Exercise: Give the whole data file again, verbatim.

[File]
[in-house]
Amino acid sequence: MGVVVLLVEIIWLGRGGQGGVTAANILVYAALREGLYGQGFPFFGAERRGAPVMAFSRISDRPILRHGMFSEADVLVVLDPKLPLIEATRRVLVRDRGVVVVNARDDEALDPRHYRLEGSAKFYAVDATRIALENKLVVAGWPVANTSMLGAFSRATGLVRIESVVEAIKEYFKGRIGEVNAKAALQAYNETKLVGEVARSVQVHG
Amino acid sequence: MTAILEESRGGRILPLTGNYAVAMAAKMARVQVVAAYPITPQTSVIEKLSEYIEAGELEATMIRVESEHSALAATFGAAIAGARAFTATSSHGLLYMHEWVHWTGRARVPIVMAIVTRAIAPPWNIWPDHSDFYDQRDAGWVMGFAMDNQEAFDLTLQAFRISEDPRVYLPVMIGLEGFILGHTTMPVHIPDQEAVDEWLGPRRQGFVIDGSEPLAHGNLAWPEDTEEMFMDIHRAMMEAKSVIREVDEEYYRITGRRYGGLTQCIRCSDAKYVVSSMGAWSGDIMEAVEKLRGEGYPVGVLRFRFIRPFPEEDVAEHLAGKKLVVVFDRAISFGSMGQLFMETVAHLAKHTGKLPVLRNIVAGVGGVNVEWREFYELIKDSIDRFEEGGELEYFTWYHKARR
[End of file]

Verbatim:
[in-house]
Amino acid sequence: MGVVVLLVEIIWLGRGGQGGVTAANILVYAALREGLYGQGFPFFGAERRGAPVMAFSRISDRPILRHGMFSEADVLVVLDPKLPLIEATRRVLVRDRGVVVVNARDDEALDPRHYRLEGSAKFYAVDATRIALENKLVVAGWPVANTSMLGAFSRATGLVRIESVVEAIKEYFKGRIGEVNAKAALQAYNETKLVGEVARSVQVHG
Amino acid sequence: MTAILEESRGGRILPLTGNYAVAMAAKMARVQVVAAYPITPQTSVIEKLSEYIEAGELEATMIRVESEHSALAATFGAAIAGARAFTATSSHGLLYMHEWVHWTGRARVPIVMAIVTRAIAPPWNIWPDHSDFYDQRDAGWVMGFAMDNQEAFDLTLQAFRISEDPRVYLPVMIGLEGFILGHTTMPVHIPDQEAVDEWLGPRRQGFVIDGSEPLAHGNLAWPEDTEEMFMDIHRAMMEAKSVIREVDEEYYRITGRRYGGLTQCIRCSDAKYVVSSMGAWSGDIMEAVEKLRGEGYPVGVLRFRFIRPFPEEDVAEHLAGKKLVVVFDRAISFGSMGQLFMETVAHLAKHTGKLPVLRNIVAGVGGVNVEWREFYELIKDSIDRFEEGGELEYFTWYHKARR